The 90-year-old monarch formally opened the London hub alongside her husband Prince Philip, 95, and a host of government ministers including finance minister Philip Hammond.
"The cyberattacks we are seeing are increasing in their frequency, their severity, and their sophistication," Hammond said at the official opening.
"In the first three months of its existence the NCSC has already mobilised to respond to attacks on 188 occasions."
The finance minister vowed to "invest the necessary resources" and called for a "team effort" to counter the attacks against businesses and individuals.
The centre is one element of a £1.9 billion ($2.38 billion, 2.24 billion euros) government strategy unveiled in November to tackle cyber threats.
As part of its bid to tighten security, the government is opening 100 posts at the new hub to be filled by private sector employees on secondment from their permanent jobs.
The Duke of Edinburgh joked to staff that it was important "to hire more people who do not predate the internet," according to an official NCSC tweet.
Part of Britain's communications spying agency, GCHQ, the London hub is aimed at implementing preventative measures such as better securing state websites and email accounts.
At the opening, agency chief Robert Hannigan said "this morning began a new chapter in nearly 100 years of GCHQ's service to the country."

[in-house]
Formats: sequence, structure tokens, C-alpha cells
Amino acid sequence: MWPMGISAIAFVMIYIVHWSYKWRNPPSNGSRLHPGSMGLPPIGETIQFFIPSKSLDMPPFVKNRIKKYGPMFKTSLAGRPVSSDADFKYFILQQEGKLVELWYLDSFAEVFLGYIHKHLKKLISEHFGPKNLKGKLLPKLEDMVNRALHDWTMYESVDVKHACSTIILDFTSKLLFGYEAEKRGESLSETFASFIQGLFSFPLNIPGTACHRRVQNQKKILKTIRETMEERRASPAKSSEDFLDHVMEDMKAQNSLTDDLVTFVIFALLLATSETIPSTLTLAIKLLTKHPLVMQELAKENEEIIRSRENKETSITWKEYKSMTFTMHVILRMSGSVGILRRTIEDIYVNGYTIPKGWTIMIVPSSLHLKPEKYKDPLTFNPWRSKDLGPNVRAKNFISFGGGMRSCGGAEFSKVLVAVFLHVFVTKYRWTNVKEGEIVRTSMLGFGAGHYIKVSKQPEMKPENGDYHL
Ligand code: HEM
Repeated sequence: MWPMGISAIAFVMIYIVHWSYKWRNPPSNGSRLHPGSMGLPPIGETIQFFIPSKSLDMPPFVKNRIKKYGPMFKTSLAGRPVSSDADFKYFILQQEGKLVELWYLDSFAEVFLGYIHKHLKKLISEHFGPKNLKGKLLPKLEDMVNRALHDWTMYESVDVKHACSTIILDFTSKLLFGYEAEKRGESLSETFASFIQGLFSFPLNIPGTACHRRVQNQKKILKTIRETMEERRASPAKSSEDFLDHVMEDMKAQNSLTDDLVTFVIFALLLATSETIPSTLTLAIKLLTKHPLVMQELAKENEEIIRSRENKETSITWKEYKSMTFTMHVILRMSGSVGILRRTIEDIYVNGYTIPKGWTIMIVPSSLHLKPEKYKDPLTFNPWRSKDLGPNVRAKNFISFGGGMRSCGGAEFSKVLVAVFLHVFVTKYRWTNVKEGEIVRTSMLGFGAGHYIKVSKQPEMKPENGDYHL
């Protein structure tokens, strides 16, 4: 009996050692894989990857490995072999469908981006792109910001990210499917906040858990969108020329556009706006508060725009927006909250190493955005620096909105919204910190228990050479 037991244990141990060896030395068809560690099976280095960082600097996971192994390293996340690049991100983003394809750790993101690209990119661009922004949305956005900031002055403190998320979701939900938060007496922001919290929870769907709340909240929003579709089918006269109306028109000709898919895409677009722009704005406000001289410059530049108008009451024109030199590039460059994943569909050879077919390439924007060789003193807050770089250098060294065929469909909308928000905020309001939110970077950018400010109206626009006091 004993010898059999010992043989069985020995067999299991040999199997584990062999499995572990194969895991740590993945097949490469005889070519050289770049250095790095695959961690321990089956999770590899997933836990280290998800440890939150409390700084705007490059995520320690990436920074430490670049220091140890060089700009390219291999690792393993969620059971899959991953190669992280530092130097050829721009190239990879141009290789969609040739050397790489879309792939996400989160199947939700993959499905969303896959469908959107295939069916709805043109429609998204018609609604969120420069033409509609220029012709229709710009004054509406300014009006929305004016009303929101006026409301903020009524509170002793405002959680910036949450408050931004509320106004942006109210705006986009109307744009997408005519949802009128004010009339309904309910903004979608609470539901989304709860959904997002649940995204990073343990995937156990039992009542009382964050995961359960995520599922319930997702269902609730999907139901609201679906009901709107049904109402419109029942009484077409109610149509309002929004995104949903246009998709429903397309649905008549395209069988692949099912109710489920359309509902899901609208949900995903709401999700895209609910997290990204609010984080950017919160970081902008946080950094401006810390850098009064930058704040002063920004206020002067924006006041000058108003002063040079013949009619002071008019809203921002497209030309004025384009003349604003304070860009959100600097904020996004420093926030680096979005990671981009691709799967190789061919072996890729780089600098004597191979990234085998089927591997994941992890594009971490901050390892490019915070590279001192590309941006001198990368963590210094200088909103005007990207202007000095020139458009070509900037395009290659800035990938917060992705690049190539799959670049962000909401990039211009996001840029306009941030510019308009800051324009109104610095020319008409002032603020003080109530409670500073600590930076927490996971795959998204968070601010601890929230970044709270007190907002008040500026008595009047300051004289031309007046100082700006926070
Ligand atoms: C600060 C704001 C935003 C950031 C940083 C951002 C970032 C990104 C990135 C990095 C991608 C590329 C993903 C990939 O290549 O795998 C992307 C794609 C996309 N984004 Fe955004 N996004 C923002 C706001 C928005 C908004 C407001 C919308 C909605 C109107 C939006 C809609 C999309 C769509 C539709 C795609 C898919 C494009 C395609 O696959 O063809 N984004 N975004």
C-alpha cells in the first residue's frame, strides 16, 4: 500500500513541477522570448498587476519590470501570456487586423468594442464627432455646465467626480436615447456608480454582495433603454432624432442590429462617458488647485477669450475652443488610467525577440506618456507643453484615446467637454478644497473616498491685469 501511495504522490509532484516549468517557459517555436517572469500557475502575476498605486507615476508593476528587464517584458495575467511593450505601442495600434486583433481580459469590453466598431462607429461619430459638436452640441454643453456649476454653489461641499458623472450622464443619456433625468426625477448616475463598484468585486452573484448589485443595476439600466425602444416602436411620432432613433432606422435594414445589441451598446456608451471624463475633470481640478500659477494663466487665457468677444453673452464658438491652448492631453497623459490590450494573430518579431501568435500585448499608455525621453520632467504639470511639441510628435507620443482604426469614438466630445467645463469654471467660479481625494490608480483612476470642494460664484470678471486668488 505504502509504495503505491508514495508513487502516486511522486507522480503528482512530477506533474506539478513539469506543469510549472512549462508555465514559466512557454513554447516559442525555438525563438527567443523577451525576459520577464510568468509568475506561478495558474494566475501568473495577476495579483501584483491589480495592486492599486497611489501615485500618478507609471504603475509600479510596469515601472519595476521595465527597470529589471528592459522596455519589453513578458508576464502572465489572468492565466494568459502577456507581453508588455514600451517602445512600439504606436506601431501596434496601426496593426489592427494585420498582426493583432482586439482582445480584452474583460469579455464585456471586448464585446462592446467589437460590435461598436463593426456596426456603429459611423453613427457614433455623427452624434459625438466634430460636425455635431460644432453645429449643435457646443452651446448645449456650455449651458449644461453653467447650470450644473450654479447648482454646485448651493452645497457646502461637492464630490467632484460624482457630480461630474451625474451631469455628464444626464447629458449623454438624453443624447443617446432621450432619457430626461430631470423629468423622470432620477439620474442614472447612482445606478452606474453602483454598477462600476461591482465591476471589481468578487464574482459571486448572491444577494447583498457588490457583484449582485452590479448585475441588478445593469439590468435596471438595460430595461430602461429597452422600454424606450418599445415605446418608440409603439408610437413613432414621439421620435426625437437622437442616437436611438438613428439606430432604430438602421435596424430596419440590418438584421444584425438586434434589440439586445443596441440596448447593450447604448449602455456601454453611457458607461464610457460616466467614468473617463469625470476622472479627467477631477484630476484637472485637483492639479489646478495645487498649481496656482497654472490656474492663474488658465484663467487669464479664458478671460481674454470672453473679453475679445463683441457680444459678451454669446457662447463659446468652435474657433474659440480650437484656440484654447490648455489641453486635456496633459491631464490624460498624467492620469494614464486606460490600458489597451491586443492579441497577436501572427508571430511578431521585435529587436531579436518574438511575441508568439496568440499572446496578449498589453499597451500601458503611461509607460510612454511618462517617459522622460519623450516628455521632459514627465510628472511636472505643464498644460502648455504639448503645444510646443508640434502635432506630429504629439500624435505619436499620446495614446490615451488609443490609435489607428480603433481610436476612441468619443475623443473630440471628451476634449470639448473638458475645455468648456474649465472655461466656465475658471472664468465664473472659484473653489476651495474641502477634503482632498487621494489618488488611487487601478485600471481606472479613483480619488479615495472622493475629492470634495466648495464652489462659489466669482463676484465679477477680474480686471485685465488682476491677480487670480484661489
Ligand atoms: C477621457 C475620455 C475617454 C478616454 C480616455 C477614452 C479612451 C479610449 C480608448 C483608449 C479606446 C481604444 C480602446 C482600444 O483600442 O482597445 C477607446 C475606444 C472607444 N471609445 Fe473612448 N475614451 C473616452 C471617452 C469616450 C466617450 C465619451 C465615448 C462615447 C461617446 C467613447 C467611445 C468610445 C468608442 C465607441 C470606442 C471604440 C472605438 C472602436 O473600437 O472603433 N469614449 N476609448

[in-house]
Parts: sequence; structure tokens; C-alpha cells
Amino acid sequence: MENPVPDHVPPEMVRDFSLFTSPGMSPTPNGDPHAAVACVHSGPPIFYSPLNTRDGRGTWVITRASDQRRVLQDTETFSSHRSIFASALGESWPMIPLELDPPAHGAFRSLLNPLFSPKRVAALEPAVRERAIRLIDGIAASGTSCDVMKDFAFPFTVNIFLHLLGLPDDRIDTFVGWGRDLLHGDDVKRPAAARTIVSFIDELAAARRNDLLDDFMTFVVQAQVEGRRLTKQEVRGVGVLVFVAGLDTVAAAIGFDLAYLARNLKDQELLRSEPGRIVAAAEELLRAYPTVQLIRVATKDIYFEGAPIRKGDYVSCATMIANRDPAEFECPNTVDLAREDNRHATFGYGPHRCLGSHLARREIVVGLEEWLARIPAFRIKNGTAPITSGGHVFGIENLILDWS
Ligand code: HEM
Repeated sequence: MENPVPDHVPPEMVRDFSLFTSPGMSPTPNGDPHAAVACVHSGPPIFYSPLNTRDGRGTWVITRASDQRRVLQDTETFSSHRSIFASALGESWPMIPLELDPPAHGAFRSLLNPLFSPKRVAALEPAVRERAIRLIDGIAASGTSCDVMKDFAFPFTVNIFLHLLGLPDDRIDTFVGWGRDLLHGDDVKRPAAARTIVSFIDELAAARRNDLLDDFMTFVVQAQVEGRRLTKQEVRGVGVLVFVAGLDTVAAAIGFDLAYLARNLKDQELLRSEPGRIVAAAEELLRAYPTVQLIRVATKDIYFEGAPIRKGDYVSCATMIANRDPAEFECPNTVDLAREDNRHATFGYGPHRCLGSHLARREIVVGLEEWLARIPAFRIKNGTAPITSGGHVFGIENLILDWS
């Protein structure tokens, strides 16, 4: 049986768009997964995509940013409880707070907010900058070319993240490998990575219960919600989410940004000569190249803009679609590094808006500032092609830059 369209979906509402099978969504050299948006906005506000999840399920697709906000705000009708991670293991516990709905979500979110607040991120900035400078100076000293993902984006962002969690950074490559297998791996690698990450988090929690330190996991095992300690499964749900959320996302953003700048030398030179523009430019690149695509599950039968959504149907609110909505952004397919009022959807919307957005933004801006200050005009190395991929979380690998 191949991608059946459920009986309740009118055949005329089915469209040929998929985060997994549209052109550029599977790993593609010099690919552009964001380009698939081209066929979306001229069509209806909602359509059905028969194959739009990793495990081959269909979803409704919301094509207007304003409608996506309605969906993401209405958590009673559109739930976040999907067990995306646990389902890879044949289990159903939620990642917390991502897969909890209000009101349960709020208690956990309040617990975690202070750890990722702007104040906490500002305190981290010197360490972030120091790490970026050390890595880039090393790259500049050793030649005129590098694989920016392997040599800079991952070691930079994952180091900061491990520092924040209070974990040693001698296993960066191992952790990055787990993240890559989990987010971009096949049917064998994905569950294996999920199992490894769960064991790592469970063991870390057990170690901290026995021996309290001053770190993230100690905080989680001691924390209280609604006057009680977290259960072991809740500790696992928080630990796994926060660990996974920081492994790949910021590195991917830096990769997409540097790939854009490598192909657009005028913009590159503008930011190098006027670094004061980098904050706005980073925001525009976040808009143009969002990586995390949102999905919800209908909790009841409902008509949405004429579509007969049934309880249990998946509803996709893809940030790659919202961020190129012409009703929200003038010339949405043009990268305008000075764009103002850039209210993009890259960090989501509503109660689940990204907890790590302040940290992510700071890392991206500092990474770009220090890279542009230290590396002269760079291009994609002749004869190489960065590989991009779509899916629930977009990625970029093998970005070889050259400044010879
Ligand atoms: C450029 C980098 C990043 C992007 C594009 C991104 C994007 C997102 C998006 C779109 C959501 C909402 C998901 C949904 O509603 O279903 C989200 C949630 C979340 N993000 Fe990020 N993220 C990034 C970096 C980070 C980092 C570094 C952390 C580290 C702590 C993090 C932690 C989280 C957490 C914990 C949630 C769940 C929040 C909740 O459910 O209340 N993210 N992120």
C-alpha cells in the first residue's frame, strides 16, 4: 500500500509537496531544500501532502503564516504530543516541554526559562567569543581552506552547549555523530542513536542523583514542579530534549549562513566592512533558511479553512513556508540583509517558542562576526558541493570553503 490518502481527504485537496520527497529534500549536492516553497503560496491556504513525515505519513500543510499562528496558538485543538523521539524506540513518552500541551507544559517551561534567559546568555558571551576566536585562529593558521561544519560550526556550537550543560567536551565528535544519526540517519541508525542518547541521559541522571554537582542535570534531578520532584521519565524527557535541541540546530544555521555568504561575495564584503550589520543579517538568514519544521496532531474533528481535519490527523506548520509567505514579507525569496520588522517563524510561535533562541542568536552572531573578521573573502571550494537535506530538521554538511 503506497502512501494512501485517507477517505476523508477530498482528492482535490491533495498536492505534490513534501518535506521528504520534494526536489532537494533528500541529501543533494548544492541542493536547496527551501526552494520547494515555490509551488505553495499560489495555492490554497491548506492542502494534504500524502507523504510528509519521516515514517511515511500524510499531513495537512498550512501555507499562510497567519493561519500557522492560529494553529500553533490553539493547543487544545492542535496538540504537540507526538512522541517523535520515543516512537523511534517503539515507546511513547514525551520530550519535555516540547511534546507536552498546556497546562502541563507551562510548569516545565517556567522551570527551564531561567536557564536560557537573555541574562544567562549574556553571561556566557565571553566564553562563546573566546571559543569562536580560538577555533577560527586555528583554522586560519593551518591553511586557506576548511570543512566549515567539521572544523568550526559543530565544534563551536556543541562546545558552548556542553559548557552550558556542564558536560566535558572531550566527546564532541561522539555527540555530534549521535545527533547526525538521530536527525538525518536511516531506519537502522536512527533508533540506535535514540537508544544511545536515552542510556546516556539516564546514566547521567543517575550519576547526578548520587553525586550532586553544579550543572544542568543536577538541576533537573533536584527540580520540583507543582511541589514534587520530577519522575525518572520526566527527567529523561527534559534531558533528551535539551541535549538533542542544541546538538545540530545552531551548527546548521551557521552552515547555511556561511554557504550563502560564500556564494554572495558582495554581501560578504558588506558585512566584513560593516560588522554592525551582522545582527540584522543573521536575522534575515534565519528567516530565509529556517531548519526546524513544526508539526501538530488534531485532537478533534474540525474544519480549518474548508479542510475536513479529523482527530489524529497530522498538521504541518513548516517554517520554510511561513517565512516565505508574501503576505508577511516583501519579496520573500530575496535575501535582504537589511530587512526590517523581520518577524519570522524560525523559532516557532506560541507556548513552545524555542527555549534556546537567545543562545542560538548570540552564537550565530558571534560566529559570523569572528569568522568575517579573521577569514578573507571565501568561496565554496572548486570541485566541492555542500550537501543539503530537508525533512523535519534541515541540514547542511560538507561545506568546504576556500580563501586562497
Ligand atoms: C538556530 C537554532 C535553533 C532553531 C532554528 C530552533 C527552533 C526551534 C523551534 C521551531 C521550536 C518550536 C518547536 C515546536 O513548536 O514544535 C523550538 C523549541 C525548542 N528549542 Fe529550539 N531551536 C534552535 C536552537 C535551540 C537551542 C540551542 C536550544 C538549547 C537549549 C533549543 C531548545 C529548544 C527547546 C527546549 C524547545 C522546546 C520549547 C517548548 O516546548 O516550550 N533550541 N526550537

Staff are also preparing for a major "category 1" cyberattack, which is expected to happen sooner or later, CEO Ciaran Martin said in a Sunday Times interview.
The centre chief accused Moscow of targeting political institutions and parliamentary organisations in incidents "well evidenced by our international partners".
"Over the last two years there has been a step change in Russian aggression in cyberspace," he told the newspaper.
Martin's comments come after US intelligence agencies accused Moscow of interfering in the country's November elections, which prompted the outgoing administration to impose sanctions on Russian agencies.
Cyberattacks on government departments seek information on policy, including energy and diplomacy, while state-sponsored attacks on companies can be aimed at stealing intellectual property, Martin said.